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Harvest time in the garden is baking time in the kitchen

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This time of summer is almost too good to be true. We have all kinds of local produce blossoming and blooming their way to our table. Perhaps some of you have your own gardens, or maybe you are lucky enough to live next to those who have gardens. It generally seems that those who are growing their own produce have an excess beyond what they consume themselves. Being a neighbor or friend has its blessings. 

One of the most popular of these vegetables is zucchini. Zucchini has a wonderful delicate texture and flavor that is suitable for many types of cooking and baking. Quite simply, you can cut your zucchini in quarters lengthwise, then into half-inch pieces, lightly sauté in some garlic infused extra virgin olive oil, add a little thyme, or other fresh herb, some salt and pepper and it's on the table. Fabulous!

Those of you who are growing your own zucchini have a ready supply of zucchini flowers. These are considered quite a delicacy in many European countries. Here's a recipe for zucchini flowers tempura. 

Zucchini Flowers Tempura

1 cup all purpose flour

2 tablespoons extra virgin olive oil

5 tablespoons dry white wine

1 egg, separated

Vegetable oil for deep frying

12 zucchini flowers, stuffed if desired (if stuffed, secure with a toothpick)

Salt and pepper

Combine flour, olive oil, egg yolk, pinch of salt and wine in a small bowl; add 2/3 to ¾ cup warm water to make a runny batter. Let stand for 1 hour.

Whisk the egg white in a grease free bowl to firm peaks and stir ¼ of the beaten egg white into the flour mixture. Now, gently fold the remaining egg white into the flour mixture, one half at a time.

Heat the vegetable oil to prepare for deep frying. Dip the flowers into the batter and gently shake off the excess. Fry to a light golden brown and remove to paper towel.

Season immediately with salt and pepper and serve. Perhaps you might use a couple of these to garnish a beautifully grilled steak or some chicken.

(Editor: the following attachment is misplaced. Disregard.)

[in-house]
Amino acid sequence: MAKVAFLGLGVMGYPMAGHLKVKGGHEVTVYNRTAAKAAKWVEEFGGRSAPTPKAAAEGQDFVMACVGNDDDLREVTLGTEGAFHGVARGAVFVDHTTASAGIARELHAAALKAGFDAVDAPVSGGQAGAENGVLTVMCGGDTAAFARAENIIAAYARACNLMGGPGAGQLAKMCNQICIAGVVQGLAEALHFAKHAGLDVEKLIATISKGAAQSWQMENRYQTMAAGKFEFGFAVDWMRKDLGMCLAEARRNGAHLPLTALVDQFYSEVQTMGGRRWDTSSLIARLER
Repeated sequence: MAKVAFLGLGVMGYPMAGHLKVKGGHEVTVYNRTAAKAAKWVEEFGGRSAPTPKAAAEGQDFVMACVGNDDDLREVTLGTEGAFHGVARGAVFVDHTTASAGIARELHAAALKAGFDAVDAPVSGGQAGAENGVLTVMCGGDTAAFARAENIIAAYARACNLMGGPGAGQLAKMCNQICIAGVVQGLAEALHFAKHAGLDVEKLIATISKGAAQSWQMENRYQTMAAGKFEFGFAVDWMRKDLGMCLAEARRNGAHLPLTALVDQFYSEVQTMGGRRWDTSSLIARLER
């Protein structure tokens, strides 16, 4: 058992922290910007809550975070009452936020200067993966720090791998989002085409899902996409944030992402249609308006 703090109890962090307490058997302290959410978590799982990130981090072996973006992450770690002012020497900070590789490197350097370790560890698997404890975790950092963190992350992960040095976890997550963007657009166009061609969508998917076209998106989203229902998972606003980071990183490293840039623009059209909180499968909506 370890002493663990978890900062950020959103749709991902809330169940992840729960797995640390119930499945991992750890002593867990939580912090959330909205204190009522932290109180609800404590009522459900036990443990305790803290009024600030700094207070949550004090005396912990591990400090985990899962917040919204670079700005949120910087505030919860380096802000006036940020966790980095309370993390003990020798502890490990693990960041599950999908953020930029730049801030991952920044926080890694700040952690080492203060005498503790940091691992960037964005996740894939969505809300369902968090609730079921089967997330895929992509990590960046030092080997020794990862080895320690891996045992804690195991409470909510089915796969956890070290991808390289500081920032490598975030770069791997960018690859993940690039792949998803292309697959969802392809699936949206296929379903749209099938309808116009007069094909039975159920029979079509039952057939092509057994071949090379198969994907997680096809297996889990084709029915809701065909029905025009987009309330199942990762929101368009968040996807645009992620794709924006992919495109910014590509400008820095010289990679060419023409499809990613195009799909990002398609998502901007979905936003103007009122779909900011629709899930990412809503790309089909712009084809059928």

But not everyone has access to those prized zucchini flowers. So another popular use for zucchini is a quick bread. Zucchini Bread seems to be almost as American as apple pie. If zucchini bread is not made in our own home we all know several people who make it.

There are three basic methods to making quick breads. The biscuit method, which uses cold, hard saturated fats, such as butter or lard, to make flaky buttermilk biscuits. The creaming method which uses solid, but soft, fats such as butter at room temperature. The last is the muffin method which uses a liquid fat such as corn oil, canola oil or melted butter to produce a moist and tender product.

Zucchini Bread uses the muffin method, with liquid fat. Be careful, it is easy to overwork your batter. This would result in a product that is tough in texture and can have an effect called tunneling. Tunneling causes holes throughout the baked product. 

Zucchini Bread

Yield: 2 loaves, 9 x 5 x 3

3 cups all-purpose flour

2 teaspoon cinnamon

1/4 teaspoon ground cloves

1/4 teaspoon ground nutmeg

1 teaspoon salt

1/2 teaspoon baking soda

1 1/4 teaspoon baking powder

1 1/4 cups sugar

1 cup light brown sugar

3 eggs

1 cup corn oil

1 1/2 teaspoon vanilla

2 cups coarsely grated zucchini

4 ounces toasted pecan pieces

Prepare two 9 x 5 x 3 loaf pans, greasing and dusting the insides with flour, or use an already floured pan spray.

Preheat oven to 350.

Sift together all the dry ingredients and set aside. Put eggs, corn oil and vanilla together in a large bowl, beat lightly. Add the grated zucchini and pecan's to the dry ingredients and gently toss to coat. Fold all of this into the liquid ingredients, being sure to blend thoroughly, but do not overwork the batter.

Divide evenly between the two loaf pans and bake until a toothpick inserted in the center comes out clean. About 50 to 60 minutes.

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